new year’s all year: tips for writing resolutions

As promised in today’s earlier post, here are my tips for writing New Year’s Resolutions:


1. Be specific.
I think part of the reason I used to avoid writing goals/resolutions in specific terms is because I was afraid of failure. I was afraid that if I set a certain standard for myself, that it would crush me if I met it (it should be said here that I struggle with anxiety and, to some degree, perfectionism). So instead of setting the standard and trying to see if I could reach it, I settled for writing a vague goal that I could always manipulate and claim that I had met. I have realized now that NOT setting specific goals is a set-up for failure. You need to give yourself a clear endpoint that you are working toward. If you don’t meet it, you don’t meet it. There’s no question and no opportunity to lie to yourself – and that’s not a bad thing. No matter what, you’ll have gained something from your efforts, and you’ll be able to improve them the next time around.

2.
Give parameters.
Learning to knit has been a goal of mine for several years now. Whenever I make a list of goals, be it New Year’s resolutions, semester goals, or summer goals, “learn to knit” has been on it. The whole time, my focus as been on mastering the process of knitting, and not on what I will be able to do once I have gained that skill. For 2011, one of my resolutions is “Learn how to knit and make at least one scarf.” My goal is now focused on the mastering of the skill and putting the skill to use, making the meeting of the goal “learn to knit” more meaningful and providing me with more motivation.

3. Explain how you will fulfill the resolution.

I struggled with a few of my 2011 resolutions when I attempted to write them in specific terms that contained parameters. For example, two of my resolutions deal with creating a wardrobe and decorating my home (my future apartment after graduation). I was unsure how incorporate an endpoint into these resolutions. After, as creatively driven ones, they would never be fully complete, and I am unsure what my money situation that will fund these resolutions will be like in future. So instead of including specific language such as “complete” or number amounts, I explained how I would create my wardrobe and decorate my home. For example: “Create and wear a wardrobe with intention by purchasing and wearing items that match my identified style, can be dressed up and down, and can easily be mixed in with items I already own, as well as donating/selling items I no longer wear.” Throughout 2011 and at the end of the year, I can measure my progress in fulfilling this resolution by evaluating whether or not I am taking the actions I said I would.

4. Use positive terminology.
The idea behind this tip is simple: stay positive! It’s better to phrase your goals in positive terminology than bad terminology – in other words, it’s better to focus on bettering your life than to focus on what you don’t like about it. For example, one of my goals is to “Eat at least two servings of both fruits and veggies every day.” This is one of my goals because: (a) I personally need to incorporate more of specific vitamins/minerals into my diet and (b) I eat a lot of junk food/food with added sugar and would like to reduce that habit. Notice I did not phrase my goal as “Eat less junk food.” All that phrasing does is remind me of the habit I have that I feel disheartened by and does not provide me with a positive action I can take to change my bad habit.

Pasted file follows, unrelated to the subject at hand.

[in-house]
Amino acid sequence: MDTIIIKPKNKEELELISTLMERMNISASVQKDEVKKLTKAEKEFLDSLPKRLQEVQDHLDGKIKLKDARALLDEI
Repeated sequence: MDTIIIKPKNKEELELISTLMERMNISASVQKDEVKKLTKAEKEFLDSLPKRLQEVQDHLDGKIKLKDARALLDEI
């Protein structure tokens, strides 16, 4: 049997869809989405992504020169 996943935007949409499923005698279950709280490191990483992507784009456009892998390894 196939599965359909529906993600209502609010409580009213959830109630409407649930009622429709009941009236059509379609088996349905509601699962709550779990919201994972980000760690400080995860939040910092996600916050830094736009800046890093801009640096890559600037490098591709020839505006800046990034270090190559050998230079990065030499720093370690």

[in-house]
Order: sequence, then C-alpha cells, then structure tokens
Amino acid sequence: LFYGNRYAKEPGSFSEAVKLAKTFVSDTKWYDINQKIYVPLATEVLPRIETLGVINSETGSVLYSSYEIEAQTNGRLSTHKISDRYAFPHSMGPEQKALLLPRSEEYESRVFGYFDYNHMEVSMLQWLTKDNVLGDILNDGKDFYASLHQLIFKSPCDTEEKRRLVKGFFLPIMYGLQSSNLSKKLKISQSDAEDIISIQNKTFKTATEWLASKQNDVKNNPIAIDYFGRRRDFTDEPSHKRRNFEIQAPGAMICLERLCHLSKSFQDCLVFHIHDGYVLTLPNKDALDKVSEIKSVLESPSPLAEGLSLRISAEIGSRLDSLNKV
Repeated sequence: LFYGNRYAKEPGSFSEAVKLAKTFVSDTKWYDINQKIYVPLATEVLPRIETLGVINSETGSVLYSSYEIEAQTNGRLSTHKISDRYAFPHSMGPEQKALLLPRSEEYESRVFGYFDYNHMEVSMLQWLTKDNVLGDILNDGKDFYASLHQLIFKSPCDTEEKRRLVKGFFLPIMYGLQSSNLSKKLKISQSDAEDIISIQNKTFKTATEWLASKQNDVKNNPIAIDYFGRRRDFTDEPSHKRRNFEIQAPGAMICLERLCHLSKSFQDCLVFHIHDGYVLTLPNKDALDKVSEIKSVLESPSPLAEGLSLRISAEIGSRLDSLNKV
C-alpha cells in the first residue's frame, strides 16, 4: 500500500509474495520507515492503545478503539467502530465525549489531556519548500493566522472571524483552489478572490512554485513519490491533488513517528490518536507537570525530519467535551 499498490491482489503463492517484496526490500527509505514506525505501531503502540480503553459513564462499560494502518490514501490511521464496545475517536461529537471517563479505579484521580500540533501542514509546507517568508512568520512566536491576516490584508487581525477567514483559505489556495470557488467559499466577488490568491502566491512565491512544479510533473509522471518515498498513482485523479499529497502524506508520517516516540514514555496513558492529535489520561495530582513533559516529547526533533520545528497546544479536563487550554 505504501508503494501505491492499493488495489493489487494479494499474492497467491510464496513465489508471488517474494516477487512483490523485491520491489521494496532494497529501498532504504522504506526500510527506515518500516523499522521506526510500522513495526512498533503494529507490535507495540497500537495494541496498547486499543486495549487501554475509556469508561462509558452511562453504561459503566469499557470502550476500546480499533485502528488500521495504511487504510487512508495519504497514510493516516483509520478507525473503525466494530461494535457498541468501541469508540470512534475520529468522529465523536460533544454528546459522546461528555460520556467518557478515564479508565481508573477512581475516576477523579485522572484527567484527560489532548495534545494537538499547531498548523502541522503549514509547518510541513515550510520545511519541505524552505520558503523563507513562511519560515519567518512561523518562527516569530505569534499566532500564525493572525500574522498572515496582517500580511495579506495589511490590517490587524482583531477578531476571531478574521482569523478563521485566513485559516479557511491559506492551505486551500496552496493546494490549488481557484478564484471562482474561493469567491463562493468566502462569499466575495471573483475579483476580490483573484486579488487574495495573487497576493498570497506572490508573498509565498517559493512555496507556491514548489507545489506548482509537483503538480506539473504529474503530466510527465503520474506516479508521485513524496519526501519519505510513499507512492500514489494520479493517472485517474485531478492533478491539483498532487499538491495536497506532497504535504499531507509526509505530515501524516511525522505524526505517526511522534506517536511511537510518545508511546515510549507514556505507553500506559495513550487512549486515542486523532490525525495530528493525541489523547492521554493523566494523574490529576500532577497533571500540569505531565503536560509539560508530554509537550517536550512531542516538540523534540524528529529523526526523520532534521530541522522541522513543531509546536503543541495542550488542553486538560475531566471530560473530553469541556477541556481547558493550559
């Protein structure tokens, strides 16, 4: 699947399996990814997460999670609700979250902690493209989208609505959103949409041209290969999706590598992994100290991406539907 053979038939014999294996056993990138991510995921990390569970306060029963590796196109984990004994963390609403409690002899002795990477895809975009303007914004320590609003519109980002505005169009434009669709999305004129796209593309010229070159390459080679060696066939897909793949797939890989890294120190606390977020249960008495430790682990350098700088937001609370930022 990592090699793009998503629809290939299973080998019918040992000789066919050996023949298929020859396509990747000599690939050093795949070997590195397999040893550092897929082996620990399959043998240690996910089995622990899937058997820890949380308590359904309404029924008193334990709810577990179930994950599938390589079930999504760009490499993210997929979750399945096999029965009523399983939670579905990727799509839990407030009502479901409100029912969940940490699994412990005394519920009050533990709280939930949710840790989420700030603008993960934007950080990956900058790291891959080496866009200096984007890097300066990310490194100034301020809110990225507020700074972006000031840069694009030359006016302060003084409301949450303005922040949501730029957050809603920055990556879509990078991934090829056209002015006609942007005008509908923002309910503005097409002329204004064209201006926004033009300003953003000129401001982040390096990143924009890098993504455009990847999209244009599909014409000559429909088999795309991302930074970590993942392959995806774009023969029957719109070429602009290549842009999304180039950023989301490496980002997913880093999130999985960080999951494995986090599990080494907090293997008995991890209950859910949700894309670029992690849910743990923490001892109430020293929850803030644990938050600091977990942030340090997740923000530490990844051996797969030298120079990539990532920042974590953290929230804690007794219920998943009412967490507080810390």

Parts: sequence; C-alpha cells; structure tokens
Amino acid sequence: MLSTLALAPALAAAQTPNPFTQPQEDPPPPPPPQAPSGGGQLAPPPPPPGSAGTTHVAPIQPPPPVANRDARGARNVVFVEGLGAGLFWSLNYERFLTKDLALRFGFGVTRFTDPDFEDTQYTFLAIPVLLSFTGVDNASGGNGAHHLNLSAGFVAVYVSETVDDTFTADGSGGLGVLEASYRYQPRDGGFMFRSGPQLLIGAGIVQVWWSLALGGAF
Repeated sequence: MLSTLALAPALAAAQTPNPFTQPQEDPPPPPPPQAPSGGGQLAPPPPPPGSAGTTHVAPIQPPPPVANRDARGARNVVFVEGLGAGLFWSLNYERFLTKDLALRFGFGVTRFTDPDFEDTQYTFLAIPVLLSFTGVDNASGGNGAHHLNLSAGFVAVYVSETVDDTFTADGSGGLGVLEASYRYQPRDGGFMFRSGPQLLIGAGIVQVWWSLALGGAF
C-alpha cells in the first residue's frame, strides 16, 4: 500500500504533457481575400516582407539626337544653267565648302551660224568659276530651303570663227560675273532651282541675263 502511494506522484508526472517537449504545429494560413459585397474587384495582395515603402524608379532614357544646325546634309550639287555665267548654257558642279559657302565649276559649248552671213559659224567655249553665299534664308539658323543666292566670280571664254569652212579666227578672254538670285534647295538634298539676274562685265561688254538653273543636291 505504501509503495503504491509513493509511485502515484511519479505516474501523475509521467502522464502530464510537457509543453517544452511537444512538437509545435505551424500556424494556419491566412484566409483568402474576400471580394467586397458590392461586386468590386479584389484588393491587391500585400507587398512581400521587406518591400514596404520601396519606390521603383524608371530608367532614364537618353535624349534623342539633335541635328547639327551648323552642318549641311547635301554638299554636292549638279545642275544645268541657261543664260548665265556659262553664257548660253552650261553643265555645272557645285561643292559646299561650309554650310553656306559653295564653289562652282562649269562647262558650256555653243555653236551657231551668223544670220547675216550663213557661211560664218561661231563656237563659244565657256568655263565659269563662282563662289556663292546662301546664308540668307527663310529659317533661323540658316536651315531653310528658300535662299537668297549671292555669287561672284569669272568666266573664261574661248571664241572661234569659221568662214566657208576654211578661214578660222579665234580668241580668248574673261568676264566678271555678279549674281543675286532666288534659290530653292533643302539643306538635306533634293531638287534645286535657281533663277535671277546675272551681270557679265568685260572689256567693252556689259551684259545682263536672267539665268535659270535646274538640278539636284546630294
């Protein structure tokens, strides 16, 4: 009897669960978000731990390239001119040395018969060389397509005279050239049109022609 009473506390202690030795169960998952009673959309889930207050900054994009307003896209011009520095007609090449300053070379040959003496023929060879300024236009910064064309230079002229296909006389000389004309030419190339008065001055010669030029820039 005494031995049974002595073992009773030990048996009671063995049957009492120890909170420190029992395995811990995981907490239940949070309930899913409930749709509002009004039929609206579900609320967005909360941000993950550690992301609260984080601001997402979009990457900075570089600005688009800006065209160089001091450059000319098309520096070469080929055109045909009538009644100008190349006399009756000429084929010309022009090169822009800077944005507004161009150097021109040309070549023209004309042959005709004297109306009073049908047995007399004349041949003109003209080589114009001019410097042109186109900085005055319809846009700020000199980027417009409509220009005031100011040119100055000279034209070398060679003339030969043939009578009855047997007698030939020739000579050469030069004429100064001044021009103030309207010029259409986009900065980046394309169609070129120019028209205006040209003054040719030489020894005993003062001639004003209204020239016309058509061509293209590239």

5. Include just-for-fun goals.
This tip is pretty self-explanatory. Include goals that have nothing to do with your health, your career, your relationships, your money, etc. Make goals with the idea of simply enriching your life and increasing the enjoyment you get out of every day. Example from my resolutions would include: reading 25 books, learning to knit, go camping, etc.

6. Be honest.
When goal-setting, you should always dream big. However, you should also be realistic with yourself. When I originally wrote my 2011 resolutions, I listed “Read 50 books.” When I thought about it, though, I realized reading 50 books would take a lot of time, and if I was going to be honest with myself, I didn’t think I could do it. That would be around four books a month, and I doubted I would have always time for that in the coming year. Instead, I pared it down to “Read 25 books” (or two books a month) and felt much more comfortable with my goal.

What tips do you have for goal-setting? Want to join the challenge but are unsure of what type of goals you want to make? Check out these ideas from around the web:

Lox Papers
Naturally Nina
Design Darling
Glamour
A Cup of Jo
Elephantine
All That Glitters
Design for Mankind
The Someday Blog
Oh, My Darling
Design Crush

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  • Oh, My Darling

    What great advice!! Thanks for the link, too, lady!